‘It’s survival of the fittest:’ Qantas CEO says coronavirus could drive Asian airlines out of business

The fast-spreading coronavirus could spell the end for the weakest airlines as travel demand dries up in and out of China.

The outbreak, which originated in the Chinese city Wuhan, has claimed 170 lives. Total infections have soared past 7,700 in China, surpassing the country’s official number from the 2003 SARS epidemic. SARS cost the global economy an estimated $40 billion in just six months and led to a 45% plunge in traffic for Asia-Pacific carriers in April that year.

The novel coronavirus hasn’t killed anyone outside China, but infections are spreading faster than SARS and that’s triggering a raft of flight cancellations to and from one of the world’s fastest-growing markets for air travel. For Asia-Pacific carriers, already buffeted by U.S.-China trade tensions and protests in Hong Kong, the new virus is potentially an existential threat, Qantas Airways Ltd. Chief Executive Officer Alan Joyce said.

“A lot of airlines may not be able to keep some of these operations going,” Joyce said in an interview. “It’s survival of the fittest.”

At the height of the SARS outbreak in April 2003, global airline traffic fell 19%, a slump exacerbated by the second Gulf War. Overall in 2003, Asia-Pacific carriers lost $6 billion in revenue and 8% of their passenger traffic, according to the International Air Transport Association. Hong Kong’s Cathay Pacific Airways Ltd. posted a net loss of HK$1.2 billion ($155 million) in the first half of 2003.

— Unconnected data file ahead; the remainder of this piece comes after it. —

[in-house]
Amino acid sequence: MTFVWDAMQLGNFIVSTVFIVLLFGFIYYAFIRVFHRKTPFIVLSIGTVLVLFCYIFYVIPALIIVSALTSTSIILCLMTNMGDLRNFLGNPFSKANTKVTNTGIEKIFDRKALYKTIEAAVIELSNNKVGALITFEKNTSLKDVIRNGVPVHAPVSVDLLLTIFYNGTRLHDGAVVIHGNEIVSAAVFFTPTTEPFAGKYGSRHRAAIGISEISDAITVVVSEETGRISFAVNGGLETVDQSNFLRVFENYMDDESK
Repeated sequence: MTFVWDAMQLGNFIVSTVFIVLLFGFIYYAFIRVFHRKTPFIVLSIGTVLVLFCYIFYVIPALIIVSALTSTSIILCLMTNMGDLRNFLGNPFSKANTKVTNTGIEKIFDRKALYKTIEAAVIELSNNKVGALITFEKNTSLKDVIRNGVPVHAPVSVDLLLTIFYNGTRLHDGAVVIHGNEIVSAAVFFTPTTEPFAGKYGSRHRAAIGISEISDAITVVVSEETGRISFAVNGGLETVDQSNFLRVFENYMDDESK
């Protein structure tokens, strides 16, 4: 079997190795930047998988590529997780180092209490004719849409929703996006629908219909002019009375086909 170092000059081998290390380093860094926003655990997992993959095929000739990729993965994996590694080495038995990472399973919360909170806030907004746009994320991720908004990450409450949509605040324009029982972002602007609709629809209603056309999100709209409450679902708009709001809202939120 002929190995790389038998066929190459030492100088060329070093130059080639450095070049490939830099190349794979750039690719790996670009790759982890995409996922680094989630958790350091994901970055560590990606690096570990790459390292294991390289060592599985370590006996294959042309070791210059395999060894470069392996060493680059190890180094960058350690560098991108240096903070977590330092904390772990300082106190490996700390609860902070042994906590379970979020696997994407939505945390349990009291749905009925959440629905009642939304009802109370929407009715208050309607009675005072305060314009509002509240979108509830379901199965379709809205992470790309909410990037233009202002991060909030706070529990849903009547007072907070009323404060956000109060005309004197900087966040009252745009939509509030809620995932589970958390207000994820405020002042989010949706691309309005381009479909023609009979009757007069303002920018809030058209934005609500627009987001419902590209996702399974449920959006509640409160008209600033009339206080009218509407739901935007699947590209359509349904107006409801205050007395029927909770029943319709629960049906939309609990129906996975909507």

Travel demand has boomed in Asia since then, spawning new budget carriers and hundreds of millions of first-time fliers. The number of passengers in the Asia-Pacific region is expected to double to 3.9 billion by 2037, according to IATA. The rush to meet such demand has caused oversupply in some Asian markets, with some airlines losing money or collapsing.

“A lot of them have huge growth and not much profitability,” Joyce said. “Things like this can have an impact on these models.”

Passengers arrive at Heathrow Airport in London after the last British Airways flight from China touched down in the UK following an announcement that the airline was suspending all flights to and from mainland China with immediate effect amid the escalating coronavirus crisis. (Photo by Steve Parsons/PA Images via Getty Images)
Passengers arrive at Heathrow Airport in London after the last British Airways flight from China touched down in the U.K. following an announcement that the airline was suspending all flights to and from mainland China with immediate effect amid the escalating coronavirus crisis.
Steve Parsons—PA Images via Getty Images

While it’s unclear what the financial toll of the current outbreak will be, British Airways has already decided to halt flights to Beijing and Shanghai, joining peers from South Korea to Finland that scrapped services to the Chinese mainland. Cathay Pacific, which warned about earnings last year because of the Hong Kong protests, is being hit by this fresh crisis given the size of its China business. Hong Kong’s flag carrier is cutting flights to the mainland by 50% or more to at least the end of March.